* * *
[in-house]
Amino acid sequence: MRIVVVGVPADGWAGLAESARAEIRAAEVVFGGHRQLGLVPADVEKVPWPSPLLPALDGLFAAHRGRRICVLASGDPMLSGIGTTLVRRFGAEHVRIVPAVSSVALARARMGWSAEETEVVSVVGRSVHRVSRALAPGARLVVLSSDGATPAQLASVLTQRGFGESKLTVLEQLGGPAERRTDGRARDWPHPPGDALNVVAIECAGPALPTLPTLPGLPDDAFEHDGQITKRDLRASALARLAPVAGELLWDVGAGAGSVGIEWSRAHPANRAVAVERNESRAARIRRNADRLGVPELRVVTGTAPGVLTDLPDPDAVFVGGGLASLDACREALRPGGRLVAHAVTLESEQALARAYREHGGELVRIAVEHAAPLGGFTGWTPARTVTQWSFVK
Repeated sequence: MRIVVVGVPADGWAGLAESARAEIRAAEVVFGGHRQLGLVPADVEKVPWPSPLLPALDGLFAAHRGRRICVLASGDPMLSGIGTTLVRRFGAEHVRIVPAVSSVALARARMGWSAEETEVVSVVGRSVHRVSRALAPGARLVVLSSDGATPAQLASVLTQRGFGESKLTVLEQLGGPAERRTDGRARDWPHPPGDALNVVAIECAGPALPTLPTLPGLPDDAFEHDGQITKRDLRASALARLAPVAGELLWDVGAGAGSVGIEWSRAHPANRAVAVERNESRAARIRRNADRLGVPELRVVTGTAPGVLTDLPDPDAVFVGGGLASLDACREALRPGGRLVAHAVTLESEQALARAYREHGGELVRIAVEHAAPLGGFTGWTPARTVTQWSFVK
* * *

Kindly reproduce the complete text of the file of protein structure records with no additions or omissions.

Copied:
[in-house]
Amino acid sequence: MRIVVVGVPADGWAGLAESARAEIRAAEVVFGGHRQLGLVPADVEKVPWPSPLLPALDGLFAAHRGRRICVLASGDPMLSGIGTTLVRRFGAEHVRIVPAVSSVALARARMGWSAEETEVVSVVGRSVHRVSRALAPGARLVVLSSDGATPAQLASVLTQRGFGESKLTVLEQLGGPAERRTDGRARDWPHPPGDALNVVAIECAGPALPTLPTLPGLPDDAFEHDGQITKRDLRASALARLAPVAGELLWDVGAGAGSVGIEWSRAHPANRAVAVERNESRAARIRRNADRLGVPELRVVTGTAPGVLTDLPDPDAVFVGGGLASLDACREALRPGGRLVAHAVTLESEQALARAYREHGGELVRIAVEHAAPLGGFTGWTPARTVTQWSFVK
Repeated sequence: MRIVVVGVPADGWAGLAESARAEIRAAEVVFGGHRQLGLVPADVEKVPWPSPLLPALDGLFAAHRGRRICVLASGDPMLSGIGTTLVRRFGAEHVRIVPAVSSVALARARMGWSAEETEVVSVVGRSVHRVSRALAPGARLVVLSSDGATPAQLASVLTQRGFGESKLTVLEQLGGPAERRTDGRARDWPHPPGDALNVVAIECAGPALPTLPTLPGLPDDAFEHDGQITKRDLRASALARLAPVAGELLWDVGAGAGSVGIEWSRAHPANRAVAVERNESRAARIRRNADRLGVPELRVVTGTAPGVLTDLPDPDAVFVGGGLASLDACREALRPGGRLVAHAVTLESEQALARAYREHGGELVRIAVEHAAPLGGFTGWTPARTVTQWSFVK